Saint Mary is depicted as a fragile, exquisite maiden sitting motionless on a throne decorated with sphinx heads. She is holding the Savior in her arms, and seems even drooping from the weight of the massive crown. The young Madonna by Donatello exudes serenity and spirituality, while at the same time the folds of her cloak, thrown back carelessly, and the cherubs adorning the garment give the sculpture majesty and solemnity.
Wooden Statue of Mary Magdalene
“Impressive,” was the precise epithet used by Giorgio Vasari, the Italian master, writer, and historian, to describe the sculpture of Mary Magdalene carved in wood by Donatello around 1454-1457. The work belongs to the late period of the artist’s work, and is imbued with a profound dramaticism that goes beyond the accepted norms for the art of the time.
The follower of Jesus Christ was traditionally portrayed as a blossoming, plump beauty with luxurious, thick hair. Donatello portrayed her as a dried-up old woman, a hermit, exhausted by strict fasts, voluntary deprivation and incessant penance. The sculpture is imbued with the theme of suffering, and gloomy and disturbing notes are clearly audible. The work was created to adorn the Baptistery of San Giovanni in Florence and is now part of the art collection of the Museum of the Opera del Duomo.
Statue of the Prophet Habakkuk
The marble sculpture of the prophet Habakkuk was made by Donatello at a time when the master was living and working in Florence. It is not known exactly when the work was produced, but 1427-1435 is considered a rough time frame.
This magnificent statue (along with a similar one of Jeremiah) was created to adorn Giotto’s Campanile di Giotto, part of the architectural ensemble of Santa Maria del Fiore Cathedral, and is (according to contemporary accounts) an accurate and highly realistic portrait of a resident of Florence. The work is now among the priceless exhibits of the Museum of the Opera del Duomo.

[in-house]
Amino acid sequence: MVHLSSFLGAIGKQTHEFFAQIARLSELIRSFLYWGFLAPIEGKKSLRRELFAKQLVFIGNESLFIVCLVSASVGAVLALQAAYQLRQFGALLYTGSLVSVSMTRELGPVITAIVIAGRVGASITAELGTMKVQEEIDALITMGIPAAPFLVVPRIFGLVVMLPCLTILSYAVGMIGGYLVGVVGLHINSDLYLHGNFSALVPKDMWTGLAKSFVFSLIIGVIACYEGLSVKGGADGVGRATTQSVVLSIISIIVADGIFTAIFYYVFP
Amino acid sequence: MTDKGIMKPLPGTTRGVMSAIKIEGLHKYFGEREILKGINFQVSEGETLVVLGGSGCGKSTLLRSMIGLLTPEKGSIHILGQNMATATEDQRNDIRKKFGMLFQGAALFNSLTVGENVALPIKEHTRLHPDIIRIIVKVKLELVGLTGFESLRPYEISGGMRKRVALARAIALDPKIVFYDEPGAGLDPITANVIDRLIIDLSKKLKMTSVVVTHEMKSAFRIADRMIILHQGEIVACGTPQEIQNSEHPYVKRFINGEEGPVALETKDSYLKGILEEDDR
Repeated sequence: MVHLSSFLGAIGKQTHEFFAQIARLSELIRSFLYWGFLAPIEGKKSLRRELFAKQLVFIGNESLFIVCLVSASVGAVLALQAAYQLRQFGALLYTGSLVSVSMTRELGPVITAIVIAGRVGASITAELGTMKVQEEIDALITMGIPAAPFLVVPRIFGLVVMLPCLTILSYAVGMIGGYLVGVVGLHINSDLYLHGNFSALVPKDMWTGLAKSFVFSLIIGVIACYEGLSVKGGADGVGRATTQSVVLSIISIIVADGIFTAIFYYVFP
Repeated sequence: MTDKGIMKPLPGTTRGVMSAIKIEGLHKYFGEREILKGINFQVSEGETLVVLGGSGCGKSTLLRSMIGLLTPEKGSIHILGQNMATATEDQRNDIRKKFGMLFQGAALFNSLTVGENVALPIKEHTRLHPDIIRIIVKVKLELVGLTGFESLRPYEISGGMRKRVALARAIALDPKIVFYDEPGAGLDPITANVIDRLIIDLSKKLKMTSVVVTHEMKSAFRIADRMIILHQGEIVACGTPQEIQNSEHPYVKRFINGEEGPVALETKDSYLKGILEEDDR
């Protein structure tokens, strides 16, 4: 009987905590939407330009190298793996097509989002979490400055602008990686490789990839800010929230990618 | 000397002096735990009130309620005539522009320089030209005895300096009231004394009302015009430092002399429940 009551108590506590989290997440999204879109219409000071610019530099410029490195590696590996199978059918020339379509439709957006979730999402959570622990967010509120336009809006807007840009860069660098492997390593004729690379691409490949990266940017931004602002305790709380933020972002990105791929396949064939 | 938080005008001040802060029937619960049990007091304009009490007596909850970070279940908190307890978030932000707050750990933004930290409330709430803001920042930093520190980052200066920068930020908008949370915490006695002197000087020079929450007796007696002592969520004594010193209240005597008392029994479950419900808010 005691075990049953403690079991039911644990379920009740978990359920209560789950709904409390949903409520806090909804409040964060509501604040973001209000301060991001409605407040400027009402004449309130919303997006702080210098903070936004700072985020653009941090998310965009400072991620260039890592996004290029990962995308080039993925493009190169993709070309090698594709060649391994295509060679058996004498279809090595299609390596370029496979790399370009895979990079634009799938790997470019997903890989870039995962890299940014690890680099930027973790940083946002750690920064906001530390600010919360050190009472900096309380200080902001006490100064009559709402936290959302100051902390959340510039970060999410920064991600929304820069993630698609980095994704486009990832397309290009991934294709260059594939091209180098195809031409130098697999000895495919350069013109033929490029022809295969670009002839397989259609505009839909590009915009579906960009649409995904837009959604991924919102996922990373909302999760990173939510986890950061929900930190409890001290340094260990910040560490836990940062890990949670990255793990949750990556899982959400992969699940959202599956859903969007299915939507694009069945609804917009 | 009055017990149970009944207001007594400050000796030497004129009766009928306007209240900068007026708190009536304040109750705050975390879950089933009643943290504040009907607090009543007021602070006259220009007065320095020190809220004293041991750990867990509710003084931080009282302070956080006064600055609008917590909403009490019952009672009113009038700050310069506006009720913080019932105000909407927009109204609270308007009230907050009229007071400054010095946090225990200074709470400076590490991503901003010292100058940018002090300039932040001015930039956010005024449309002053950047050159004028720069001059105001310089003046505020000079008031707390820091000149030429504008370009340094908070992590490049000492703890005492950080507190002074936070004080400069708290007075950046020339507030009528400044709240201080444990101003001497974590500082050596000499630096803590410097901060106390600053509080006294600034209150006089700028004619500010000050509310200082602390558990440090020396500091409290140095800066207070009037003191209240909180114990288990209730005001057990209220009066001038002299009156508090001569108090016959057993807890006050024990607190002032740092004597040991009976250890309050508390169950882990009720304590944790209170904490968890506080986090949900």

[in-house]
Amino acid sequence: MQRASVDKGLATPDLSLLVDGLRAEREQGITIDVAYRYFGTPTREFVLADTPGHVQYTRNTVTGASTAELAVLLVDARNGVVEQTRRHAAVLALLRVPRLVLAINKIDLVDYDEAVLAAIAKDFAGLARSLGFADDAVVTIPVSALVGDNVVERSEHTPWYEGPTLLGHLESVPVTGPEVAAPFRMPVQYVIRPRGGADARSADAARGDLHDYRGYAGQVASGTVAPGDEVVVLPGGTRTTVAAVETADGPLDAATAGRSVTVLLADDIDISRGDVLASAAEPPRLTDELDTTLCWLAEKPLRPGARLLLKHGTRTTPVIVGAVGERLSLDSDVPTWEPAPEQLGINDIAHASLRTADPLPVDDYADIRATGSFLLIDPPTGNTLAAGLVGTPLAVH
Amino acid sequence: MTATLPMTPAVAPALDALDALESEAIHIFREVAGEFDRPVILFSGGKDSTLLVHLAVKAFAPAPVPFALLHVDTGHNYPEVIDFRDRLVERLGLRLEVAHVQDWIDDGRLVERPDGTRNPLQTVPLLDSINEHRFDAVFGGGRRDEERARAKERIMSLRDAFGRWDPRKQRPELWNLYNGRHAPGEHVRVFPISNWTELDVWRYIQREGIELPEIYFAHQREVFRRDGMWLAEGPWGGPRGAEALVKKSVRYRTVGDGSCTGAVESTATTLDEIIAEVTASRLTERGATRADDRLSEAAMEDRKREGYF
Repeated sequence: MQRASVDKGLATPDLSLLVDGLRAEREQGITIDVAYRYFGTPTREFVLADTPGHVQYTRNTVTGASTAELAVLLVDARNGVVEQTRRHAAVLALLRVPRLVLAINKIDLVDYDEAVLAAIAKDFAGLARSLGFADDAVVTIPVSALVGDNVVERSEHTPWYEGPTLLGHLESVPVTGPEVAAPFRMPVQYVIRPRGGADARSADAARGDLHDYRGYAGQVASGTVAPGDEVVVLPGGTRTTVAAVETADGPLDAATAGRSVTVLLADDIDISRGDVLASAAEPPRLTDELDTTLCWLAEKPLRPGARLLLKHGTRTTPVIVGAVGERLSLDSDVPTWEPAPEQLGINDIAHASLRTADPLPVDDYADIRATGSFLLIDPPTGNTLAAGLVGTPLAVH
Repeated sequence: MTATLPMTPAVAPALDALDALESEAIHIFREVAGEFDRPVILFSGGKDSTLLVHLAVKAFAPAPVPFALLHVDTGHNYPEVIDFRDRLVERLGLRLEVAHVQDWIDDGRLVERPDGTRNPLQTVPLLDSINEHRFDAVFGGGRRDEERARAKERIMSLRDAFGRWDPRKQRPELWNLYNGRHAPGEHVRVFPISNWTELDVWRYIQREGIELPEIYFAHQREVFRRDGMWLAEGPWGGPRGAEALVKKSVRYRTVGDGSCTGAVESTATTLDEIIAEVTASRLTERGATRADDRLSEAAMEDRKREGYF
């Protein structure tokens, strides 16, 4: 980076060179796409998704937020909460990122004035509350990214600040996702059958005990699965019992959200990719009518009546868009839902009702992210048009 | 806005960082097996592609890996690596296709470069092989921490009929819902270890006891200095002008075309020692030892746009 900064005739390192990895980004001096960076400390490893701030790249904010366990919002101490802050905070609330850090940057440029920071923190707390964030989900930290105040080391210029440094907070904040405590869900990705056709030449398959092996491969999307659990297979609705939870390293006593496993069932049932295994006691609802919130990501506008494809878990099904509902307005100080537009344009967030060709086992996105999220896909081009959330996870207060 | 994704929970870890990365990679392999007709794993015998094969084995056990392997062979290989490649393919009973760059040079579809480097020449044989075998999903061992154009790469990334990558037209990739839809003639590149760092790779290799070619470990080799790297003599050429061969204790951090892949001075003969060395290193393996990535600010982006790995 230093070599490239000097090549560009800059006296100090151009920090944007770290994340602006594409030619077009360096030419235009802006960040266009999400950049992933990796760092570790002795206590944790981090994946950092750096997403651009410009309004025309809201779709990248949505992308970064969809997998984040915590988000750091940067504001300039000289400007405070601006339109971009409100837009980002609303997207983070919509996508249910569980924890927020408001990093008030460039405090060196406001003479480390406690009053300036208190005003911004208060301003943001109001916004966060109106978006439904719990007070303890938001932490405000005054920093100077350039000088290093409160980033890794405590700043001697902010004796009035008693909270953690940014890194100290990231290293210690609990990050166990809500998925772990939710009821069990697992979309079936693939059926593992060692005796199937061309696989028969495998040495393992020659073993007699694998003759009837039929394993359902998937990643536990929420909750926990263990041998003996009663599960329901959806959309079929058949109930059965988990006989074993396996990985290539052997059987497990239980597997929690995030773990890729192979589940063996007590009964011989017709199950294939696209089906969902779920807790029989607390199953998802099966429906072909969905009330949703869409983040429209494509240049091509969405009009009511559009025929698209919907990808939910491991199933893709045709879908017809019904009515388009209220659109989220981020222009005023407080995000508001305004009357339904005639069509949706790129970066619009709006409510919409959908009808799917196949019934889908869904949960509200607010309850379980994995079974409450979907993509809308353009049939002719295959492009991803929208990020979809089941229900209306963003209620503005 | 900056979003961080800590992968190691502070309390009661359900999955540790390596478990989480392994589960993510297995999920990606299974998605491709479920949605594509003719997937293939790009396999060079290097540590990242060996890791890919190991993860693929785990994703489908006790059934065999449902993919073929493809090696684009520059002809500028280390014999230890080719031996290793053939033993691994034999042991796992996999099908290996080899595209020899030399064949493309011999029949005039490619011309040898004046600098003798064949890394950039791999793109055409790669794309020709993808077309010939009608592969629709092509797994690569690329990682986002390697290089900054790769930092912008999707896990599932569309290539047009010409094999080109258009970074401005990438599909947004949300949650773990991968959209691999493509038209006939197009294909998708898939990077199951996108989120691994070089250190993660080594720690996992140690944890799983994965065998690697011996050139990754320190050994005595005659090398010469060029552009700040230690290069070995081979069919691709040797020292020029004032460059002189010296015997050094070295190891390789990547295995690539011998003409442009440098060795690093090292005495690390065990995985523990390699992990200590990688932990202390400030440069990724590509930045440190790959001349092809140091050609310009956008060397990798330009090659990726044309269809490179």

The image of the prophet Habakkuk focuses on motifs of classical antique plastics. Every detail of the sculpture emphasizes the strong-willed character of the hero, giving rise to powerful expression and expressiveness. The massive, bald head, large features of the wrinkled face, deep-set eyes, strong arms, and heavy folds of the Roman tunic – all this is sculpted with extraordinary skill and creates the feeling as if the stone statue has breathed life into it.
The sculpture of St. George
The two-meter bronze statue of St. George is among the master’s most recognizable works. It was made around 1415-1416, a period when Donatello was still a very young sculptor, barely 30 years old. The work was commissioned by the gunsmith’s shop in Florence to serve as a decoration for the church of Orsanmichele and was later transferred to the Museo Nazionale di Bargello, where it is preserved today.
St. George is depicted by the artist as a beautiful, valiant warrior, a heroic young man exuding youth, courage and bravery. He represents the ideal of the humanistic era, in which external beauty and strength of spirit are united. Despite the severity of the frontal pose, the figure of the patron of warriors does not seem frozen in statics: the slight turn of the head and shoulder, the spread of the legs, the careless folds of the cloak – all this gives rise to a feeling of reality and liveliness.
The Reliquary of Saint Rossore
The bronze reliquary of Saint Rossore or Lussorio (Lussorio, Rossore) is a very interesting work by the artist, made in 1425-1427, and commissioned by the monks of the order of the Humiliati.
A special vault for the relics of an early Christian martyr was designed in the form of a bust. The sculptural image is characterized by maximum realism, there is a feeling as if the image was created from nature. Many art historians are inclined to see in this work as a self-portrait of Donatello himself.
Ninja Turtles – the modern mass culture
Donatello forever entered world history, his marvelous works are well known to narrow specialists in the field of art and to a wide circle of connoisseurs of beauty.
The name of a genius sculptor has received a completely new interpretation in contemporary popular culture. In particular, in the legendary American comic book, animated series, computer games, and subsequent popular projects about the Ninja Turtles, one of the main characters is named Donatello, after the great Italian sculptor.
The fictional character is not into plastics and creating works of art. He has a sharp mind and is relatively close to science and technology. Nevertheless, his loud name has made more than one generation of children and teenagers wonder who this Donatello was and what he is so famous for, which may have awakened interest and love for the great Renaissance.